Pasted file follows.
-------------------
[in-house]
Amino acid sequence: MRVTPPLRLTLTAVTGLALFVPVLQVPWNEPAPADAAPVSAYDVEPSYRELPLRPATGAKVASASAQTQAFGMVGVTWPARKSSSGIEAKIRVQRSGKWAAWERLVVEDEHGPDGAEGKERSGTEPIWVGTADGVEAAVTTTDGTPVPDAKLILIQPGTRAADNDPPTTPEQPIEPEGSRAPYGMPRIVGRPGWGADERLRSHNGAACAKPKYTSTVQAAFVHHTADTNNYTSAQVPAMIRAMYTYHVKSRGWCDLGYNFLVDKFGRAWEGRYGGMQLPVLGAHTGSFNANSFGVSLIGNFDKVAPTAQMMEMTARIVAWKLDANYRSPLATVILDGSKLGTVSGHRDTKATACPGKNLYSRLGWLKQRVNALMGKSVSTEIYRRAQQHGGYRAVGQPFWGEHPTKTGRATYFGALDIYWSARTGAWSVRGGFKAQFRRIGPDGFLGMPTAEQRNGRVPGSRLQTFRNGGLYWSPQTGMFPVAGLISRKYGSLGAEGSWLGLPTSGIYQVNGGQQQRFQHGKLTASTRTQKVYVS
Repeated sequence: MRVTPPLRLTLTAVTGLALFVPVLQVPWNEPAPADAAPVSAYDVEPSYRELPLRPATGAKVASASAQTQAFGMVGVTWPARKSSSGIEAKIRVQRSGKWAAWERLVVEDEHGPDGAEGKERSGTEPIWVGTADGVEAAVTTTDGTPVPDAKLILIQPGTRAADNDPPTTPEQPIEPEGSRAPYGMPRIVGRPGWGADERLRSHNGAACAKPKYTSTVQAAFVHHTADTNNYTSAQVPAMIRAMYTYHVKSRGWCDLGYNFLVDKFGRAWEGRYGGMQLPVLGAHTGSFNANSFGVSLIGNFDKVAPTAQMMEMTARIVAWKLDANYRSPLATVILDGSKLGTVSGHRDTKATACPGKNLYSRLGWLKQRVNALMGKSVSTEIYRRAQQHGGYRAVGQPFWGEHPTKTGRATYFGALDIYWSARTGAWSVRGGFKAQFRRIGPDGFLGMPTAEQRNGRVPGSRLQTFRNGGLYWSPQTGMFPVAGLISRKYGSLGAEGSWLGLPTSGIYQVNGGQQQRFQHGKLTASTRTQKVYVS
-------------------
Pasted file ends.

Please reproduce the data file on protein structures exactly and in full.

[in-house]
Amino acid sequence: MRVTPPLRLTLTAVTGLALFVPVLQVPWNEPAPADAAPVSAYDVEPSYRELPLRPATGAKVASASAQTQAFGMVGVTWPARKSSSGIEAKIRVQRSGKWAAWERLVVEDEHGPDGAEGKERSGTEPIWVGTADGVEAAVTTTDGTPVPDAKLILIQPGTRAADNDPPTTPEQPIEPEGSRAPYGMPRIVGRPGWGADERLRSHNGAACAKPKYTSTVQAAFVHHTADTNNYTSAQVPAMIRAMYTYHVKSRGWCDLGYNFLVDKFGRAWEGRYGGMQLPVLGAHTGSFNANSFGVSLIGNFDKVAPTAQMMEMTARIVAWKLDANYRSPLATVILDGSKLGTVSGHRDTKATACPGKNLYSRLGWLKQRVNALMGKSVSTEIYRRAQQHGGYRAVGQPFWGEHPTKTGRATYFGALDIYWSARTGAWSVRGGFKAQFRRIGPDGFLGMPTAEQRNGRVPGSRLQTFRNGGLYWSPQTGMFPVAGLISRKYGSLGAEGSWLGLPTSGIYQVNGGQQQRFQHGKLTASTRTQKVYVS
Repeated sequence: MRVTPPLRLTLTAVTGLALFVPVLQVPWNEPAPADAAPVSAYDVEPSYRELPLRPATGAKVASASAQTQAFGMVGVTWPARKSSSGIEAKIRVQRSGKWAAWERLVVEDEHGPDGAEGKERSGTEPIWVGTADGVEAAVTTTDGTPVPDAKLILIQPGTRAADNDPPTTPEQPIEPEGSRAPYGMPRIVGRPGWGADERLRSHNGAACAKPKYTSTVQAAFVHHTADTNNYTSAQVPAMIRAMYTYHVKSRGWCDLGYNFLVDKFGRAWEGRYGGMQLPVLGAHTGSFNANSFGVSLIGNFDKVAPTAQMMEMTARIVAWKLDANYRSPLATVILDGSKLGTVSGHRDTKATACPGKNLYSRLGWLKQRVNALMGKSVSTEIYRRAQQHGGYRAVGQPFWGEHPTKTGRATYFGALDIYWSARTGAWSVRGGFKAQFRRIGPDGFLGMPTAEQRNGRVPGSRLQTFRNGGLYWSPQTGMFPVAGLISRKYGSLGAEGSWLGLPTSGIYQVNGGQQQRFQHGKLTASTRTQKVYVS